JRS works in more than 50 countries around the world. The organisation employs over 1,200 staff: lay, Jesuits and other religious to meet the education, health, social and other needs of approximately 700,000 refugees and IDPs, more than half of whom are women. Its services are provided to refugees regardless of race, ethnic origin or religious beliefs.


Rwanda: after 17 years along Congolese refugees, JRS withdraws from the country

 
In the refugee camp Kiziba, western Rwanda, which currently houses approximately 19,000 Congolese refugees (Danilo Giannese / JRS)

 
When we met the first refugees following their flight from Congo, we could see the fear and distress in their eyes. They had lost everything they owned. After so many years living in the camps, they still don't have any certainties about the future. They would like to go home, but they can't because the war still hasn't ended.  

Bujumbura, 15 March 2013 – In late January the Jesuit Refugee Service has closed its project in Rwanda after 17 years of accompaniment of the nearly 40,000 refugees from eastern Democratic Republic of Congo, bringing an end some of the oldest JRS projects in world.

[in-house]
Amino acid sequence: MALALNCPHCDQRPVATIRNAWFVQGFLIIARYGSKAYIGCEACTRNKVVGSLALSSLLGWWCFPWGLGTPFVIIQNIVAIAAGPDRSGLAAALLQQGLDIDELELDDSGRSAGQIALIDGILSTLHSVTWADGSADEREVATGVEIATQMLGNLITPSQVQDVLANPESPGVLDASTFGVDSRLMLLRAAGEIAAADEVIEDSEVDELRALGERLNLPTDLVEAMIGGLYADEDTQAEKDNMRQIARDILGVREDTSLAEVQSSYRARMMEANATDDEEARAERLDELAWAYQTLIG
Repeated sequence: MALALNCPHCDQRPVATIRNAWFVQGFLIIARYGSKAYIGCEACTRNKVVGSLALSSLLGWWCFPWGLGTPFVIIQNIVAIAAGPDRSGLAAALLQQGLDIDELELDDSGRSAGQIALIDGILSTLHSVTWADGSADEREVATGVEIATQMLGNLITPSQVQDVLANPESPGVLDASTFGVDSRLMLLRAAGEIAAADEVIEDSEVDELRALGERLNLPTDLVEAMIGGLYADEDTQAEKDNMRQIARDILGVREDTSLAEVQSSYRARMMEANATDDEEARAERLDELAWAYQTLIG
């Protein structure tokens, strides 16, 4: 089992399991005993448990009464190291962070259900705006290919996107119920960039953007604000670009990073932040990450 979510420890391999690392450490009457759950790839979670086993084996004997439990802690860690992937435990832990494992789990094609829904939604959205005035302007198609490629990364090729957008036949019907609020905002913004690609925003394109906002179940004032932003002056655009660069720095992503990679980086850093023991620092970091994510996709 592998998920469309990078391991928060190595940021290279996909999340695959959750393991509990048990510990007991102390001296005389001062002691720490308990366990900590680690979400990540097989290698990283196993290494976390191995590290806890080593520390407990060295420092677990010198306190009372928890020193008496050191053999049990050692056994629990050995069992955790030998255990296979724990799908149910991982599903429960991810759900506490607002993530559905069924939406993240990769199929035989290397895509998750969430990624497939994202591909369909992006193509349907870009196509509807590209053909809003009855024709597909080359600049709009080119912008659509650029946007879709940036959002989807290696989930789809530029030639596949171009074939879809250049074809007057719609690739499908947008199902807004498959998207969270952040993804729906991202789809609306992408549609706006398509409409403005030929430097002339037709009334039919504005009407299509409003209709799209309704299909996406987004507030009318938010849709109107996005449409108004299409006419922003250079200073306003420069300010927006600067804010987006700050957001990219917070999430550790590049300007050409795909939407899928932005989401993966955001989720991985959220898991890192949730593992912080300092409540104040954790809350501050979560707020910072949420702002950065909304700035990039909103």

Since 1996, JRS worked in two of three camps present in the country, Kiziba and Gihembe in western and northern Rwanda where teams worked closely with the refugee populations offering formal and informal education services, as well as pastoral, recreational and emergency activities.

The difficult decision to close projects in Rwanda was made to concentrate energy and resources on the thousands of significant needs of the hundreds of thousands of individuals in humanitarian emergencies throughout the Great Lakes region. Before JRS left the camps its crucial formal education work was handed over to another international NGO, ADRA, specialised in education.

Protracted refugee crisis. Refugees in Kiziba and Gihembe camps fled conflict in the eastern province of North Kivu in 1996. Ever since, they have lived in the camps, unable to return home due to on-going insecurity in the region. Thousands of children were born in the camps over the years. Of the more than 38,000 refugees who live in the camps, more than half are under 17 years of age.

"When we met the first refugees following their flight from Congo, we could see the fear and distress in their eyes. They had lost everything they owned. After so many years living in the camps, they still don't have any certainties about the future. They would like to go home, but they can't because the war still hasn't ended", said Mateo Aguirre SJ, JRS Great Lakes Africa Director who opened the projects in Rwanda in 1995.

Activities. The JRS projects, some of which were undertaken in cooperation with the UN refugee agency (UNHCR) have benefited some 20,000 refugees per year, including all the children attending school in the two camps.